When I was growing up, personal ad columns in the newspapers carried a toxic reputation. They were, according to popular opinion, desperate vehicles for desperate people to thrash blindly at the broad readership of a publication, in the vain hope that someone would respond to fill the void of their loneliness… and if that was how conventional wisdom viewed good ol’ newsprint, you can imagine how internet dating was first received when it popped onto the scene.

Today, internet dating has revolutionised the way people connect with each other. It allows an individual to search elegantly and precisely for the sort of person they are likely to get on with, then to initiate contact with that person in a reasonable time frame. If they click after meeting, great; if they don’t, well, it’s easier than it has ever been to meet more people until the right one does come along.

This is a much better way to identify potential long-term partners than I ever used as a single man: whether or not a young lady is tipsy enough to give out her phone number is rarely a good indicator of a profound future connection. As a collective light-bulb has brightened in our social consciousness, all stigma has evaporated.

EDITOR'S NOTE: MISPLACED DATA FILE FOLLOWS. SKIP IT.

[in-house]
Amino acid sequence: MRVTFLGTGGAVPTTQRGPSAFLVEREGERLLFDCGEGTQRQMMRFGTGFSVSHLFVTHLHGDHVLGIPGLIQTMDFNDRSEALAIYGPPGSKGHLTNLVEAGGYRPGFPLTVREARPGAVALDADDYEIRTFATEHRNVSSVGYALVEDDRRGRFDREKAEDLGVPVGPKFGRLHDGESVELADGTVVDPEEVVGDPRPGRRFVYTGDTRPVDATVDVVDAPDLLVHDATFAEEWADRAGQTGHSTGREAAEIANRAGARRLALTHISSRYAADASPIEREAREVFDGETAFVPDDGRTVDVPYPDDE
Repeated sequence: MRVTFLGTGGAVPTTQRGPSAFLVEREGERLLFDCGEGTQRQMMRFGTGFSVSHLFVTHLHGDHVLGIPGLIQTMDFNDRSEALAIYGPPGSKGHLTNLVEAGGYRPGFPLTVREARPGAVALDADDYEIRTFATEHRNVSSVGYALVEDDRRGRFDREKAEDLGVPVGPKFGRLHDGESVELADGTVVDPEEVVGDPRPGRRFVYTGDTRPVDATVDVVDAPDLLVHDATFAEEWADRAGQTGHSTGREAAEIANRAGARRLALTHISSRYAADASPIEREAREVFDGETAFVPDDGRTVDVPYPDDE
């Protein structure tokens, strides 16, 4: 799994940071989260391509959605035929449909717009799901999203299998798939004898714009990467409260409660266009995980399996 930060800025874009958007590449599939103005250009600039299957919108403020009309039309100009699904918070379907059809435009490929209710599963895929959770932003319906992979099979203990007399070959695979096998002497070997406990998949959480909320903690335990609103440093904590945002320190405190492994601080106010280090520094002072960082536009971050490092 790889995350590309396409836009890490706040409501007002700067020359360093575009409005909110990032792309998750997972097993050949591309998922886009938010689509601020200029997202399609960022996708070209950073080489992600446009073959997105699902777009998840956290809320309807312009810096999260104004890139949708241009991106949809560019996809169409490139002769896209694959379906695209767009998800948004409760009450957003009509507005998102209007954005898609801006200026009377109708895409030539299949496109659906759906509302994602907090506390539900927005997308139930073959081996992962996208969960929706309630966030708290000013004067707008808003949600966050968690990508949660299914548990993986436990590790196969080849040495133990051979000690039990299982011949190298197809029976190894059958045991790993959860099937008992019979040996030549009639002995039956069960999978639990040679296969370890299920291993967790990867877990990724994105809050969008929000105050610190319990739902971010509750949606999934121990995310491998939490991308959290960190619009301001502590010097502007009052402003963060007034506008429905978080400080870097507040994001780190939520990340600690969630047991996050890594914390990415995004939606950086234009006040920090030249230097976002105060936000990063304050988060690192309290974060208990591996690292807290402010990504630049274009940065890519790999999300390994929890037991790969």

The common theme running through these different strands is selectivity. As individuals, we don’t have to accept the social norms of our immediate locale; instead, we can cast the virtual net wide, to pull in those who share our niche interests. We don’t have to randomly work our way around a dating scene defined by geography rather than compatibility; instead, we can select very precisely the kind of person we’d like to find, then reap the benefits of only meeting the right kind of people.

Geek has become chic, put simply, because the digital world can cater to our idiosyncrasies… and because the internet has proved that there really is somewhere and someone for everyone.

Follow @daveshed

Dungeons and Dragons: a wonderful experience, but not really a business model

I read something today that, initially, intrigued me; then made me sad; then ultimately made me philosophical.

Wizards of the Coast, the subsidiary of Hasbro that controls the Dungeons and Dragons (henceforth D&D) brand, is to release a new edition developed with substantial input from the game’s fan-base.